FDA: No low-dose chemical dangers
By Dennis T. Avery
The Food and Drug Administration has just loudly re-endorsed perhaps the oldest truth in science—that the dose makes the poison. Paracelsus, the father of toxicology, told us 500 years ago, "All substances are poison. There is none which is not a poison. The right dose makes the difference between a poison and a remedy."
Even sunlight and water are poisons at high doses.
The FDA has just commented on a new study which found no health impact from low doses of bisphenol-A. BPA is a plasticizer often found at low doses in things like foods, children's milk bottles, and toys. Activists responded by sending out waves of demands to parents that this useful chemical be banned from the shelves.
There's NO case on record where low doses of a toxic substance are more dangerous than high doses. That is important in a human world where thousands of different chemicals play parts in our food, water, medicines, and technologies. The activists, however, like making us fearful of chemicals—apparently with the goal of undermining our faith in the capitalist system that keeps finding new uses for chemicals.
Take obesity. Activists have attacked aspartame and other non-caloric sweeteners in the midst of a First World obesity epidemic. Sugar substitutes should therefore be a no-brainer. We struggle with obesity because we no longer do hard physical work, we eat big meals and high-calorie snacks, and we spend long hours watching TV and texting. The nay-sayers, however, don't want a cheap, acceptable substitute for the 16-ounce Coke. Ergo, they attack aspartame as "dangerous." And, good people believe them. Just last week, a conscientious young mother warned my Rotary meeting about the potential evils of aspartame.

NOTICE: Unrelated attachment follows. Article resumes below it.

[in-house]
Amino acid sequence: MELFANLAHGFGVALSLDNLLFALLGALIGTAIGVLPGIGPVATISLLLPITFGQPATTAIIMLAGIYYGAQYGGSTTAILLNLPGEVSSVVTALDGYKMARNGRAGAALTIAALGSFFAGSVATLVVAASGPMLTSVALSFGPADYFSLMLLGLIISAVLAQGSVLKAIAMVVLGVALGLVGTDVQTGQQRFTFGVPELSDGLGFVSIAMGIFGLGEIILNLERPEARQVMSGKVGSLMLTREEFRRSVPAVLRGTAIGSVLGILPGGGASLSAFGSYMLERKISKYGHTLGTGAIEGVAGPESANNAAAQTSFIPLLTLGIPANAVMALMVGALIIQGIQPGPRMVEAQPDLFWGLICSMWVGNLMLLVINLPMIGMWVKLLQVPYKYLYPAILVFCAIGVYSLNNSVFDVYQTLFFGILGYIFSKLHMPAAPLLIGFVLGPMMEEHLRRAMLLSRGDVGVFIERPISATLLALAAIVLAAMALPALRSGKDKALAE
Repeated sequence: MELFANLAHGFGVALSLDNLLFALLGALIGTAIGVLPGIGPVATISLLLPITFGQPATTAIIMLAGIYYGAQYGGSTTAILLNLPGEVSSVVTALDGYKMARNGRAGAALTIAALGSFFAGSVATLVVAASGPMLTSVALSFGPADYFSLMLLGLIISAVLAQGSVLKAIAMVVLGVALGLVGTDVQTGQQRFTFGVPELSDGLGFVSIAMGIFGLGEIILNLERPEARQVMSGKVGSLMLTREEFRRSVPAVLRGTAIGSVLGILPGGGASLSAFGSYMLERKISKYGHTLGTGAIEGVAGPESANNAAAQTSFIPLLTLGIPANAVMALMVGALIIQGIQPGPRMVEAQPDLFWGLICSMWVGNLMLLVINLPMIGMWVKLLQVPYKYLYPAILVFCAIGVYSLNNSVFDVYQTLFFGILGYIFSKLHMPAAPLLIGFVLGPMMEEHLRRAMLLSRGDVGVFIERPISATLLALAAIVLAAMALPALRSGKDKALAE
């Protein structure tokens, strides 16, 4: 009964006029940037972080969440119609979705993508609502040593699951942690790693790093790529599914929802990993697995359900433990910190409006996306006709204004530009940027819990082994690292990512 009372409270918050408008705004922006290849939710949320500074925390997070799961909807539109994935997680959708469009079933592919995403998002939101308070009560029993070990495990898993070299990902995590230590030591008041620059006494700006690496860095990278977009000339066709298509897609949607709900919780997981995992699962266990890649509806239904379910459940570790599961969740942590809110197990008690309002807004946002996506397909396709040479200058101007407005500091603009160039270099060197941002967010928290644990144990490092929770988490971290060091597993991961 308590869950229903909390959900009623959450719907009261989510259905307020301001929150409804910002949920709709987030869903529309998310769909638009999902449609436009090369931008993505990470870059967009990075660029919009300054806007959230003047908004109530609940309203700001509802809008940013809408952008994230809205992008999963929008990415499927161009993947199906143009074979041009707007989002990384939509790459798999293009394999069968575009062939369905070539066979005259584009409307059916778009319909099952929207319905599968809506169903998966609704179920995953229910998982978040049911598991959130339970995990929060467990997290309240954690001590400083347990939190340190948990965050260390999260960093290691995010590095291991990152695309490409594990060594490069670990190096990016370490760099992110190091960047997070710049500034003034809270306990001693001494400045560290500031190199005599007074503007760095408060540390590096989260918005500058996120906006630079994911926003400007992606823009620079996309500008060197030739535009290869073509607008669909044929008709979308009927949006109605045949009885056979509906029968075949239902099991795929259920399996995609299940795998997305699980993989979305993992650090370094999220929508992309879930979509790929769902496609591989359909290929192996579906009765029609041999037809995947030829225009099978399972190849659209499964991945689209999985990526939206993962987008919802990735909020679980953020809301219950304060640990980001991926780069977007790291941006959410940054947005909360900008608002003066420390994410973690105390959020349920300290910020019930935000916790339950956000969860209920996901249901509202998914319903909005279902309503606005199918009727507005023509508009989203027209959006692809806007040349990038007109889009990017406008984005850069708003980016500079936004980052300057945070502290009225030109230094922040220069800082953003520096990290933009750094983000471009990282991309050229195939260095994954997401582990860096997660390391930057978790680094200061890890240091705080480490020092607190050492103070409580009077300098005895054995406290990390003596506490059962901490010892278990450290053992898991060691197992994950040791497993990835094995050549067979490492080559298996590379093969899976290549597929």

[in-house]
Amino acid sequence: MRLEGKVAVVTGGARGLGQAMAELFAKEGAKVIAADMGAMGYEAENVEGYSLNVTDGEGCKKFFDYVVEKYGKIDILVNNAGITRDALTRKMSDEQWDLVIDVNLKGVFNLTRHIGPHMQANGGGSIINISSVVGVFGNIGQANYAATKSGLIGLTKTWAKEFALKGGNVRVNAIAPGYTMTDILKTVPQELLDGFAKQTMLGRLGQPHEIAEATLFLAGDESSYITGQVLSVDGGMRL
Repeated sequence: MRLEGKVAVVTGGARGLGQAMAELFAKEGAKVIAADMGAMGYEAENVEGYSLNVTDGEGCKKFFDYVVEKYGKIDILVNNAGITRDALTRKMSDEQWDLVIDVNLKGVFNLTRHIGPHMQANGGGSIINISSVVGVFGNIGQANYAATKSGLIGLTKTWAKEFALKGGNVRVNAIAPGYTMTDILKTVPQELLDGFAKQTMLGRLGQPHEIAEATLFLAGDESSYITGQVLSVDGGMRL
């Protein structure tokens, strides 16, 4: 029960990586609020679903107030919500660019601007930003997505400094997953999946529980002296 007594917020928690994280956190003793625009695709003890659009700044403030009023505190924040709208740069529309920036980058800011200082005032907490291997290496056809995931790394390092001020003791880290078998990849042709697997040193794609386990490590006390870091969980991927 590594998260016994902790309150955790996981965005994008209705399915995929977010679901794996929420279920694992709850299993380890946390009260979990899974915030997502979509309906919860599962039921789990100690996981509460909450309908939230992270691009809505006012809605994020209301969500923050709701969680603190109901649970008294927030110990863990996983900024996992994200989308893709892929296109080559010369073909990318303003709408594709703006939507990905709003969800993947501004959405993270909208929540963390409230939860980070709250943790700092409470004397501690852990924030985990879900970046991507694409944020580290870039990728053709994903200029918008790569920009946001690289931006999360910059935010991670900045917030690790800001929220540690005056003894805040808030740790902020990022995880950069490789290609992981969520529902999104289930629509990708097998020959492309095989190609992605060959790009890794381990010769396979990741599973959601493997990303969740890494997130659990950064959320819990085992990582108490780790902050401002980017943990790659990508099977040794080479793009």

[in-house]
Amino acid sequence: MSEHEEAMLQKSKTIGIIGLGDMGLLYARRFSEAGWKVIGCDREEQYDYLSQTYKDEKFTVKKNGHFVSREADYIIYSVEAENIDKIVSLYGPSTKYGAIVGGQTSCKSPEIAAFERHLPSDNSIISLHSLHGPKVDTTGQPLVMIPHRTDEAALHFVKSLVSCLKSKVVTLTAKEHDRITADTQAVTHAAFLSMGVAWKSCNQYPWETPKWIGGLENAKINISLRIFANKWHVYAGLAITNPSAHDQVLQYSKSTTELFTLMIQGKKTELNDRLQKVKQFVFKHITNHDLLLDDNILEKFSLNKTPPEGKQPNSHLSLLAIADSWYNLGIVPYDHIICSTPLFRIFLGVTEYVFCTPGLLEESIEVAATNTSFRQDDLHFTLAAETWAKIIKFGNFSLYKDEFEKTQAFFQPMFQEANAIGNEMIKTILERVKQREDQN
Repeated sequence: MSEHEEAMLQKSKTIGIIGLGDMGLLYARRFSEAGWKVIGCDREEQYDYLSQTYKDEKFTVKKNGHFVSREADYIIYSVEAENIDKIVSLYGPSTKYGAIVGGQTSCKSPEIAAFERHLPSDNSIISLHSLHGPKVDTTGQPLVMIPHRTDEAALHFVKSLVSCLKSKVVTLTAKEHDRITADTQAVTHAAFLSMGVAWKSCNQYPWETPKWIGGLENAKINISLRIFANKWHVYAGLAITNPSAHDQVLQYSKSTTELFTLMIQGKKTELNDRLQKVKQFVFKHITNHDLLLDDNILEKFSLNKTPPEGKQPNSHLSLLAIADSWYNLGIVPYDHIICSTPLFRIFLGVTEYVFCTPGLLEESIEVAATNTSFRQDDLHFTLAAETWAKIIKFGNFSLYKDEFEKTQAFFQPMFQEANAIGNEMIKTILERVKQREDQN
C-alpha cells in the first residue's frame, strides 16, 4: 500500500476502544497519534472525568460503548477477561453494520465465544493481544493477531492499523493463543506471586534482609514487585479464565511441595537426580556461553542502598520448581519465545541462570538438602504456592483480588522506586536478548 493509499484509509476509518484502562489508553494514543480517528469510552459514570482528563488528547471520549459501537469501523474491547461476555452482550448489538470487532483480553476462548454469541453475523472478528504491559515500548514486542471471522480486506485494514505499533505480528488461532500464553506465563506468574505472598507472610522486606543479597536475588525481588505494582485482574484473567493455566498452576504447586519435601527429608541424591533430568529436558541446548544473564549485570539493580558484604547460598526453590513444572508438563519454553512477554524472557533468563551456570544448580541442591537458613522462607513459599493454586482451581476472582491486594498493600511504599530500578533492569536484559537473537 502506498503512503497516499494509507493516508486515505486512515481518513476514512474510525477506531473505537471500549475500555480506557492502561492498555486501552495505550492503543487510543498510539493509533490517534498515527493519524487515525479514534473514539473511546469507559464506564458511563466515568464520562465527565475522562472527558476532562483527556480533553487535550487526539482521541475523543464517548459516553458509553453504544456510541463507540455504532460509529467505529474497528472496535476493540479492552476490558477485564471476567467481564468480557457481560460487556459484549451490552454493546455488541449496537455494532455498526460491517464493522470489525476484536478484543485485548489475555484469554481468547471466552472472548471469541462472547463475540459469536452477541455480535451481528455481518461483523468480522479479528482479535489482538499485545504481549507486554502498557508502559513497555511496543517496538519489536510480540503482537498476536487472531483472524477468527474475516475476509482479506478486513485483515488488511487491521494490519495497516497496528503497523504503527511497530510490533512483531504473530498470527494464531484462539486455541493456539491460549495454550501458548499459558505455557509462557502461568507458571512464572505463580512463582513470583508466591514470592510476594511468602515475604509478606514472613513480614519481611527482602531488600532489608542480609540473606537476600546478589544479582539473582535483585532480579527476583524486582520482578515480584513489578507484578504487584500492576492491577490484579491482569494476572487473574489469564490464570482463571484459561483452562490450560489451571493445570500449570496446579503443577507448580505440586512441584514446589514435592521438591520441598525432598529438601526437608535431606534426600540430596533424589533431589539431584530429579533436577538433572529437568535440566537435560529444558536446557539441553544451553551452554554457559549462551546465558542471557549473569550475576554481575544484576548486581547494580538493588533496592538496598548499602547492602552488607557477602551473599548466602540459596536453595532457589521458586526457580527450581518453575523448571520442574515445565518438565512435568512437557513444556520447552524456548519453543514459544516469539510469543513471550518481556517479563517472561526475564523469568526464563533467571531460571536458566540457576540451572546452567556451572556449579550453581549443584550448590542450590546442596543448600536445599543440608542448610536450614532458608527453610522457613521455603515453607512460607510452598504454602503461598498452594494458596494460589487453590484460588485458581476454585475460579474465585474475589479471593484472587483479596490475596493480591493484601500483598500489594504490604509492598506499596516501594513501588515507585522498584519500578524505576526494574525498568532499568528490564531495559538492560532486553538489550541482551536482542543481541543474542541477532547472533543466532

Farm chemicals have also been accused in the "low dose" campaigns. Atrazine, our most widely used farm chemical, turns up during the spring flush in the drinking water of some Midwest cities. This makes it a target for activists and even the EPA itself, which would like credit for another regulatory scalp. However, a person would have to drink thousands of gallons of "contaminated" water per day to exceed the EPA's own safety level.
Recently, the New Yorker lauded a Berkeley biologist, Lester Hayes, for claiming that low doses of atrazine cause sexual changes in frogs even though high doses have shown no impact. The real joker in the deck: Hayes has never revealed his testing regime, and no other researcher has been able to duplicate the low-dose impacts.
This is the opposite of science.
Europe has adopted the Precautionary Principle that says nothing should be allowed unless it has been proven never to cause harm to anyone or anything, ever. They will severely hamper their lifestyles if they proceed down this road. I take rat poison every day to prevent a recurrence of a small stroke I suffered five years ago. My warfarin, originally developed to make rats bleed to death internally, is now used in low doses to help millions of humans lead longer, healthier lives. The pills cost less than a penny a day.
Another common example: Poisonous iodine, first added to our salt in 1924 to prevent goiter, has all but eliminated the condition that was prevalent across wide areas of the U.S. Almost a hundred years later, the fear of goiter never crosses our mind as we daily add a bit of salt and health to our food.
The truth remains: The right dose makes the difference between a poison and a remedy.
Dennis T. Avery, a senior fellow for theHeartland Institute and the Hudson Institute, is an environmental economist. He was formerly a senior analyst for the Department of State. He is co-author, with S. Fred Singer, of Unstoppable Global Warming Every 1500 Years. Readers may email him at firstname.lastname@example.org. Visit our website at www.cgfi.org